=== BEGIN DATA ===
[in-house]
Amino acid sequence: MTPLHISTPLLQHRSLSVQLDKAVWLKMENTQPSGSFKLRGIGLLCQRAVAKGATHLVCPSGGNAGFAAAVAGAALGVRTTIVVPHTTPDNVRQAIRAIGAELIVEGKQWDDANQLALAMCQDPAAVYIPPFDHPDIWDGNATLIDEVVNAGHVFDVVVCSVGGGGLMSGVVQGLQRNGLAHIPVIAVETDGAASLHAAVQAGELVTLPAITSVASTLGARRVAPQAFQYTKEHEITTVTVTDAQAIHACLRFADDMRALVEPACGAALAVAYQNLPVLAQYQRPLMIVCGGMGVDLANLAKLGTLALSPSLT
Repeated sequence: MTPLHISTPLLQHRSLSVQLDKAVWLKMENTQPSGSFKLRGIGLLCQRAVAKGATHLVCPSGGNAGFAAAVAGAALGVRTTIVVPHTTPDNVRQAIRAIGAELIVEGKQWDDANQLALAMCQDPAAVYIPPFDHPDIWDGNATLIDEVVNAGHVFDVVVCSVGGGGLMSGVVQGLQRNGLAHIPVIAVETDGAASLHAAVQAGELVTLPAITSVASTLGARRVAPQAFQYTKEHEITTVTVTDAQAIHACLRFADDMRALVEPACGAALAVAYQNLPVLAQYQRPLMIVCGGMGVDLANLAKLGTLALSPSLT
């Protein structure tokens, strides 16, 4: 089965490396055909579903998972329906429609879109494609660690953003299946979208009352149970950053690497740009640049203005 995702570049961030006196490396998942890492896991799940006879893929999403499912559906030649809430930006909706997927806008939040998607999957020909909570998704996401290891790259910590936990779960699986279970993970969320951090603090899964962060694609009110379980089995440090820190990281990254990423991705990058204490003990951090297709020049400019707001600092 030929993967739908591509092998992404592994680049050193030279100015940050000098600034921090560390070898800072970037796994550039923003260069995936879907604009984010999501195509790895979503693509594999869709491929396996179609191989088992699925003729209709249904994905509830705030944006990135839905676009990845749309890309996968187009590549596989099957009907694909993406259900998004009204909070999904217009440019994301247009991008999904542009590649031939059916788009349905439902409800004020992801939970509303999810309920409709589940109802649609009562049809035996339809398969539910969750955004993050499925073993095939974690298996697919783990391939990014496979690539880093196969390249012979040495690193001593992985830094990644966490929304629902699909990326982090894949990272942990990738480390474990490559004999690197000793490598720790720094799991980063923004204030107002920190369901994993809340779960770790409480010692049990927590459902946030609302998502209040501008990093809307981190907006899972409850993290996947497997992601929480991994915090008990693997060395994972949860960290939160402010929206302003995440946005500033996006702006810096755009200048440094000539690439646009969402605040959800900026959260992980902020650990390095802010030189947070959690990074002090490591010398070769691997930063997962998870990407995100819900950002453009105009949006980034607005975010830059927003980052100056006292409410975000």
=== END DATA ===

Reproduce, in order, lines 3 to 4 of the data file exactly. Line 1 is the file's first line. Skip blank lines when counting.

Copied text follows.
Repeated sequence: MTPLHISTPLLQHRSLSVQLDKAVWLKMENTQPSGSFKLRGIGLLCQRAVAKGATHLVCPSGGNAGFAAAVAGAALGVRTTIVVPHTTPDNVRQAIRAIGAELIVEGKQWDDANQLALAMCQDPAAVYIPPFDHPDIWDGNATLIDEVVNAGHVFDVVVCSVGGGGLMSGVVQGLQRNGLAHIPVIAVETDGAASLHAAVQAGELVTLPAITSVASTLGARRVAPQAFQYTKEHEITTVTVTDAQAIHACLRFADDMRALVEPACGAALAVAYQNLPVLAQYQRPLMIVCGGMGVDLANLAKLGTLALSPSLT
């Protein structure tokens, strides 16, 4: 089965490396055909579903998972329906429609879109494609660690953003299946979208009352149970950053690497740009640049203005 995702570049961030006196490396998942890492896991799940006879893929999403499912559906030649809430930006909706997927806008939040998607999957020909909570998704996401290891790259910590936990779960699986279970993970969320951090603090899964962060694609009110379980089995440090820190990281990254990423991705990058204490003990951090297709020049400019707001600092 030929993967739908591509092998992404592994680049050193030279100015940050000098600034921090560390070898800072970037796994550039923003260069995936879907604009984010999501195509790895979503693509594999869709491929396996179609191989088992699925003729209709249904994905509830705030944006990135839905676009990845749309890309996968187009590549596989099957009907694909993406259900998004009204909070999904217009440019994301247009991008999904542009590649031939059916788009349905439902409800004020992801939970509303999810309920409709589940109802649609009562049809035996339809398969539910969750955004993050499925073993095939974690298996697919783990391939990014496979690539880093196969390249012979040495690193001593992985830094990644966490929304629902699909990326982090894949990272942990990738480390474990490559004999690197000793490598720790720094799991980063923004204030107002920190369901994993809340779960770790409480010692049990927590459902946030609302998502209040501008990093809307981190907006899972409850993290996947497997992601929480991994915090008990693997060395994972949860960290939160402010929206302003995440946005500033996006702006810096755009200048440094000539690439646009969402605040959800900026959260992980902020650990390095802010030189947070959690990074002090490591010398070769691997930063997962998870990407995100819900950002453009105009949006980034607005975010830059927003980052100056006292409410975000």